It’s illegal to take photographs in public in Ashgabat, so when I see something I want to take a picture of, I discreetly open my iPhone camera and place the phone to my ear like I’m taking a call. I attempt to hold the phone perpendicular to the ground and press the volume buttons on the side, which snaps the shutter. This is my small act of rebellion, and I perform it with as much bravado as a person slinking into a department store to use the bathroom. Most of my photos come out severely tilted, or obscured by strands of my hair.
The city feels like it was designed and built for a population that never materialized. The wide sidewalks and marble underground passageways are mostly empty. The marble highrises appear minimally inhabited. The only people reliably found on the street are police officers, who are everywhere, guarding what often seems like nothing. There’s a pair posted up at the entrance to a square not far from my hotel, and they tell me I can’t walk through.
It’s closed, they tell me, for rehearsals for an upcoming military parade.
I smile. “That’s interesting,” I say. “Can I see it?”
We chat for a few minutes, and then they concede that I can walk through if I do it “quickly,” and I’m congratulating myself on once again skirting the rules when one of the officers tells me he wants to take me on a date tonight and asks for my phone number.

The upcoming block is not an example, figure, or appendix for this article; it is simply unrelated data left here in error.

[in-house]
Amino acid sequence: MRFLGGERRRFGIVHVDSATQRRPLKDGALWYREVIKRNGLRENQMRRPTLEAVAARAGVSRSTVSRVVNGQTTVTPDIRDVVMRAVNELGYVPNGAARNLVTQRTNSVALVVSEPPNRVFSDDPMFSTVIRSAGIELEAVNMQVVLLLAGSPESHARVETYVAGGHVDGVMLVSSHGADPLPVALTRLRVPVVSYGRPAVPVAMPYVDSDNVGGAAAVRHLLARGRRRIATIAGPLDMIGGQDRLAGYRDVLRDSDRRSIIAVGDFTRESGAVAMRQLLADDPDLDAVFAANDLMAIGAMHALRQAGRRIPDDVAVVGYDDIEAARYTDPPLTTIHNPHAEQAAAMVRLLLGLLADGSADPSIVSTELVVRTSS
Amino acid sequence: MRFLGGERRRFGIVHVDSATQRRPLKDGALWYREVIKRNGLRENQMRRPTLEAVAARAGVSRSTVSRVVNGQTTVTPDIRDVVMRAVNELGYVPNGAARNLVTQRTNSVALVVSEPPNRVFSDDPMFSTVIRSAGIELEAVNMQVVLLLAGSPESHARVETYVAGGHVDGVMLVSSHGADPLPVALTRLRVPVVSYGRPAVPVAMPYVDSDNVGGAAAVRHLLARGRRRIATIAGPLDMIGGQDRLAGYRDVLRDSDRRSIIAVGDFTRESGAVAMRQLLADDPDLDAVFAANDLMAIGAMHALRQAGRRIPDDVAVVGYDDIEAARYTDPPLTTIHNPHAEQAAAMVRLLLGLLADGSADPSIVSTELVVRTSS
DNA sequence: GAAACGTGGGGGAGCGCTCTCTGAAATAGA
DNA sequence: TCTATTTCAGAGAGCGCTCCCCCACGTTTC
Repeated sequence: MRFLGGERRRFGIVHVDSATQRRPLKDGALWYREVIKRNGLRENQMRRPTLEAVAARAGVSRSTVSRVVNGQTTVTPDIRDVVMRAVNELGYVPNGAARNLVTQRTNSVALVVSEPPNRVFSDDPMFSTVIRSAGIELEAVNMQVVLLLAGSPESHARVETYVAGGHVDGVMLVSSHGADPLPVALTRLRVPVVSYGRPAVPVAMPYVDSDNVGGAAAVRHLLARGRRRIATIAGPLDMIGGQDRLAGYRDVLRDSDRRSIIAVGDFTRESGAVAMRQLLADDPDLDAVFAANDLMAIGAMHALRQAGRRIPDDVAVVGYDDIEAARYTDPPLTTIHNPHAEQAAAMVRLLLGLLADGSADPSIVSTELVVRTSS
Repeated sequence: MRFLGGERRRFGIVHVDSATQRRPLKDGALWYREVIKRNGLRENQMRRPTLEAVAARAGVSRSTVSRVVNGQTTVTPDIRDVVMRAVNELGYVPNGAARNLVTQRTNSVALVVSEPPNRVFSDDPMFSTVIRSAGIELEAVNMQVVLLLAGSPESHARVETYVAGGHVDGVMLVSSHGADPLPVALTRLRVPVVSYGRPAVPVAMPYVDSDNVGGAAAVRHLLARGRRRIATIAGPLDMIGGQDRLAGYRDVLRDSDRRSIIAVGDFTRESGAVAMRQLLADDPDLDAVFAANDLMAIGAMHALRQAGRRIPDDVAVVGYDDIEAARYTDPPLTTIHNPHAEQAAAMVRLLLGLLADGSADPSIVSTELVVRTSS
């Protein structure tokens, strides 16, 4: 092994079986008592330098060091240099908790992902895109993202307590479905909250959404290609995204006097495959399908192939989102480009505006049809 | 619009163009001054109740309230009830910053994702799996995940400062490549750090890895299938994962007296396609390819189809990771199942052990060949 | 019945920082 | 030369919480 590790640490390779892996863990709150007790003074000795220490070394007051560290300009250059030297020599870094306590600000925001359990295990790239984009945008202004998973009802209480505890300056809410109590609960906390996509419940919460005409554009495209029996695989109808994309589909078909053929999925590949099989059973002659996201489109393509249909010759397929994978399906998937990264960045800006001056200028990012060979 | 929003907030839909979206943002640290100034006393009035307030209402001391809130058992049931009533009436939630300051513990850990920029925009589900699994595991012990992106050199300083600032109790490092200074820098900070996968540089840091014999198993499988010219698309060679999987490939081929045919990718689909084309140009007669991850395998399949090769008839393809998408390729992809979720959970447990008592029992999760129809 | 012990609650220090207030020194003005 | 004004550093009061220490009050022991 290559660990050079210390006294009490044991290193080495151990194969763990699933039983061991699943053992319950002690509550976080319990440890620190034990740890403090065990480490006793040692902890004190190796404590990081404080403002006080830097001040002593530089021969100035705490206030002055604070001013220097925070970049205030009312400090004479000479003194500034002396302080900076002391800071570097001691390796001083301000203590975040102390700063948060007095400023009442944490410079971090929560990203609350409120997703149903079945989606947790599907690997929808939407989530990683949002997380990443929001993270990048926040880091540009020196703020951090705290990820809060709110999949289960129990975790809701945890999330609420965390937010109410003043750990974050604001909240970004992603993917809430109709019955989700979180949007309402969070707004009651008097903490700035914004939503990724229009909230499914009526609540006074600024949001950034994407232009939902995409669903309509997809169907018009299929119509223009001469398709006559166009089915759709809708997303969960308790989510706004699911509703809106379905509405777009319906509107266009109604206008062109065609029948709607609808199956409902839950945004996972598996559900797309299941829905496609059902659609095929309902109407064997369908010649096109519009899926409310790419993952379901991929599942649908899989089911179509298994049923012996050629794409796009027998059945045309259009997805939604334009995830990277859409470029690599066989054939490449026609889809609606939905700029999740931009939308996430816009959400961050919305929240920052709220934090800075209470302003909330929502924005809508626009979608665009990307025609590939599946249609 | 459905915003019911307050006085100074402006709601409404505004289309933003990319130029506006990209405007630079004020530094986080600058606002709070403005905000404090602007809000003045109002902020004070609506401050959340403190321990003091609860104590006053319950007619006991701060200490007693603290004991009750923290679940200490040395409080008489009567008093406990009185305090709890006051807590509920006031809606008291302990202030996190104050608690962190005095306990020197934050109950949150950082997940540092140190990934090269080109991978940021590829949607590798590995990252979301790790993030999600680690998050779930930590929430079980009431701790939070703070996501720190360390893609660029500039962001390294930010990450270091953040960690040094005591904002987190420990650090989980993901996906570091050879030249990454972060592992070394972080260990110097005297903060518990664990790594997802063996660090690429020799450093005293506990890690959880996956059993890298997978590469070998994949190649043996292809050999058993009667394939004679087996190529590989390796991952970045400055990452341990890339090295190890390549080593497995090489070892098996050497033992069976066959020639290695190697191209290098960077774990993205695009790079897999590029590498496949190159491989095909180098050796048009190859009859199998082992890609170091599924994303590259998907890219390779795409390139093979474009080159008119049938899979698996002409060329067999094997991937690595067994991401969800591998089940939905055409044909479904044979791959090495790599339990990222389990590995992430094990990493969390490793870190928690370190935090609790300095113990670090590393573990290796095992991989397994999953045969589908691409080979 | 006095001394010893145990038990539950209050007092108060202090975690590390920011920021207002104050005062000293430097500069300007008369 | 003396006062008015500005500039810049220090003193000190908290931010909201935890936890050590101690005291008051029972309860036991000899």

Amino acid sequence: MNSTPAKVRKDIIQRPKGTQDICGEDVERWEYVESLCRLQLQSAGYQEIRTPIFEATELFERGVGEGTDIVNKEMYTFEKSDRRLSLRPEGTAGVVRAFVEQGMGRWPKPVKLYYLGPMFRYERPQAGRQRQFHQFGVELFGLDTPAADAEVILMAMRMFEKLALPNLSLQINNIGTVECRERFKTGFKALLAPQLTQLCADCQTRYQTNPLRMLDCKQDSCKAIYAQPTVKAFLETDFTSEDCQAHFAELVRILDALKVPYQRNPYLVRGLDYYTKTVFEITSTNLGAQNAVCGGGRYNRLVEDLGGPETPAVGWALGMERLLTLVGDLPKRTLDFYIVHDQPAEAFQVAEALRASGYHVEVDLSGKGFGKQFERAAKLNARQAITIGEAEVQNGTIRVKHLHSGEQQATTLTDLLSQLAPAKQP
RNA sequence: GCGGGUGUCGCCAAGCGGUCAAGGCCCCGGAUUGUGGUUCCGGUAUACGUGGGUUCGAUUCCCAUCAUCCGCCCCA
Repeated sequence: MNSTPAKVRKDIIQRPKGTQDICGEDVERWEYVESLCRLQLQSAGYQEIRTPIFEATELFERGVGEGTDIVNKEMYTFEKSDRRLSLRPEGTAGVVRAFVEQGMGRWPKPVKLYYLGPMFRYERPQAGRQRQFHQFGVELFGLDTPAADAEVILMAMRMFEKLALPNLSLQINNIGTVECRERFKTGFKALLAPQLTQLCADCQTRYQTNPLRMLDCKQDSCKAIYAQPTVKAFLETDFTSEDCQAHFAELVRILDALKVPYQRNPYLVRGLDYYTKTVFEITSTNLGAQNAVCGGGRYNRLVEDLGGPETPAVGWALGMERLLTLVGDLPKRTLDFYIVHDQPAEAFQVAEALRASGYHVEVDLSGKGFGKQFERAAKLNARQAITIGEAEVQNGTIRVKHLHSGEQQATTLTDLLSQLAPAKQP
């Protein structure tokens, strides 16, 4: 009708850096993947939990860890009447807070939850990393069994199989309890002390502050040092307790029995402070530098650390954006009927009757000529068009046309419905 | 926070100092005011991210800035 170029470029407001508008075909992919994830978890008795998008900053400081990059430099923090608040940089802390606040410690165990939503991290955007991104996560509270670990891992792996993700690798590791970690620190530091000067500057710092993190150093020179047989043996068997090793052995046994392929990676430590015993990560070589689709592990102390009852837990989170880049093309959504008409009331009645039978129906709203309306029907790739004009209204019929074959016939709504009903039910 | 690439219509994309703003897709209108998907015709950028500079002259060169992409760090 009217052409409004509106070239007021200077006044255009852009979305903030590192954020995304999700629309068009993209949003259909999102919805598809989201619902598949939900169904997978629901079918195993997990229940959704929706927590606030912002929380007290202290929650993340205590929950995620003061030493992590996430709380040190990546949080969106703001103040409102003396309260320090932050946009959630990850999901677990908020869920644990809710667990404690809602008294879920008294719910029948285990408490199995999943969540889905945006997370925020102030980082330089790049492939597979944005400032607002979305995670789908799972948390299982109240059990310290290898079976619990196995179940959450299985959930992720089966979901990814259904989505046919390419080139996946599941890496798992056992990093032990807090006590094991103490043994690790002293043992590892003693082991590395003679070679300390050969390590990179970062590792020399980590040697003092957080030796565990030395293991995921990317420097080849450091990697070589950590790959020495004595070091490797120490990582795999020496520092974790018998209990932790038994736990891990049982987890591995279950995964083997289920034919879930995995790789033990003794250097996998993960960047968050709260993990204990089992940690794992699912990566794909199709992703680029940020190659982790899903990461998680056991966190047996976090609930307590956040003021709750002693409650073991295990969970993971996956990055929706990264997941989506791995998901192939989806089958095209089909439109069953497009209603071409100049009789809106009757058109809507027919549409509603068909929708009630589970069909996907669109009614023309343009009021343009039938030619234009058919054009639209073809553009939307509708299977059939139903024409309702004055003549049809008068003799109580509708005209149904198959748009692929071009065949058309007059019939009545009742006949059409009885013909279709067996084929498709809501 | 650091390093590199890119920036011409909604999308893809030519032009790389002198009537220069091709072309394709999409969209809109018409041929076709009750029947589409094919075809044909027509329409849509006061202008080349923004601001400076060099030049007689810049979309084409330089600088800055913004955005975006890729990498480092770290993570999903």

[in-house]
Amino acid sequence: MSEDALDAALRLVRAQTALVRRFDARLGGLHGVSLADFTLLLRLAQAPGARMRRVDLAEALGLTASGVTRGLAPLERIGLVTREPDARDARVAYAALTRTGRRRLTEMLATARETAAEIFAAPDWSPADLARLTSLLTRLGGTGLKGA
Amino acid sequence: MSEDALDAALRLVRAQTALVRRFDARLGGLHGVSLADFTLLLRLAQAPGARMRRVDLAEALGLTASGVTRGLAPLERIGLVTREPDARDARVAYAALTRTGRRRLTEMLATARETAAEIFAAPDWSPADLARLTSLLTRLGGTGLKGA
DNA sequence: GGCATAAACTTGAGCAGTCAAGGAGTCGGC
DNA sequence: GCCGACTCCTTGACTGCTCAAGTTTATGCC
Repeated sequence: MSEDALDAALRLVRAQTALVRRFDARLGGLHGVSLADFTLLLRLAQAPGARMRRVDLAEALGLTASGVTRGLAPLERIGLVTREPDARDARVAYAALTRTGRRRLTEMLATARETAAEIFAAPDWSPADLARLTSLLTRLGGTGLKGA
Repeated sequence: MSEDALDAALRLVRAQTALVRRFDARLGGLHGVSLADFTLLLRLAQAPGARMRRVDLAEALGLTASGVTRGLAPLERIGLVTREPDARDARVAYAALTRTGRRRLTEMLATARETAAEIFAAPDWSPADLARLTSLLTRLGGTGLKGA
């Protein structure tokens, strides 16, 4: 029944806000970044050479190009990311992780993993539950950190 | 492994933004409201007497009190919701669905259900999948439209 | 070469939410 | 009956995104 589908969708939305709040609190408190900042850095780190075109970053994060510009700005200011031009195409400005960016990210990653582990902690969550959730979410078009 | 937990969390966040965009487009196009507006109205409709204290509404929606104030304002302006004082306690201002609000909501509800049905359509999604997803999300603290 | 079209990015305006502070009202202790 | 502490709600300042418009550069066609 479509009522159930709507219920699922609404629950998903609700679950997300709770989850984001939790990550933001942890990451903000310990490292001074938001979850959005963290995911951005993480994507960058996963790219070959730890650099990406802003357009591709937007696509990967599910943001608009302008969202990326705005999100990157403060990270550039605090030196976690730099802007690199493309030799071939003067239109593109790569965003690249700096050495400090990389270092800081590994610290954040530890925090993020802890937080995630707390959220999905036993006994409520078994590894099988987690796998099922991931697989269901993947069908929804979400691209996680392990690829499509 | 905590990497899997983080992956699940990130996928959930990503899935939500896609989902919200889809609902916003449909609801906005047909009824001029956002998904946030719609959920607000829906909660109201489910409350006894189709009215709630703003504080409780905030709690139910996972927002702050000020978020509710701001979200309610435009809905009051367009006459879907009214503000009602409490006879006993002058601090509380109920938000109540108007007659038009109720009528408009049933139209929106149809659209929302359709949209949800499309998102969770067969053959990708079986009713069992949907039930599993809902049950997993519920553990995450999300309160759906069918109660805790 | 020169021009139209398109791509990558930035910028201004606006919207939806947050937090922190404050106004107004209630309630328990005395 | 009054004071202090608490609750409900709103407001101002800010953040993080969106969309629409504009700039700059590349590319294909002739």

I’m instantly terrified. I don’t dare give him a fake number, because, in a police state, it seems like a bad idea to romantically reject the police. I scribble my real number on a piece of paper and scurry away, resolving not to answer my phone for the duration of my stay, but it turns out there’s no need — he never calls, an outcome I’m not sure is more or less desirable: being romantically rejected by the police in a police state.
Oddities abound. I find a park being built, not by construction workers, but by students. I pass countless statues of angry looking men holding swords, which I keep mistaking for actual people and jumping. I pass a square closed for a changing of the guards, which I’m bizarrely allowed to walked through, and as I do, one of the less disciplined guards breaks from his goose-stepping to stop and stare at me.
One night, I end up in a lively restaurant filled with Turkish expats, who apparently make up a good portion of the labor force in Turkmenistan. (The two countries share similar languages and cultures, and their governments sporadically push for closer ties.) I’m the only woman in the room, with the exception of the waitresses, who are all wearing fully transparent shirts. A bookish young guy in glasses at the table next to me strikes up a conversation in English, and I ask him, delicately, about the nature of the relationship between the clientele and the women working here.
He picks up on my meaning and laughs. “No, no,” he protests. “Turkish men, we can’t talk to women here. It’s forbidden to… go on a date. Unless you’re married.”
At 10:45, he turns to me again. I’ve finished my dinner, but have stayed at my table, reading a book in a room full of drunk people, because this seems preferable to reading my book in a hotel room full of cockroaches.
“Are you driving home?” he asks me.
I shake my head.
“You should go now then,” he says. “The curfew starts at 11.”
“What?!?!” I say.
Yes, he explains, people aren’t allowed out on the streets after 11.
“How can you live here?” I ask.
He shrugs. “It’s not so bad. The work is pretty good.”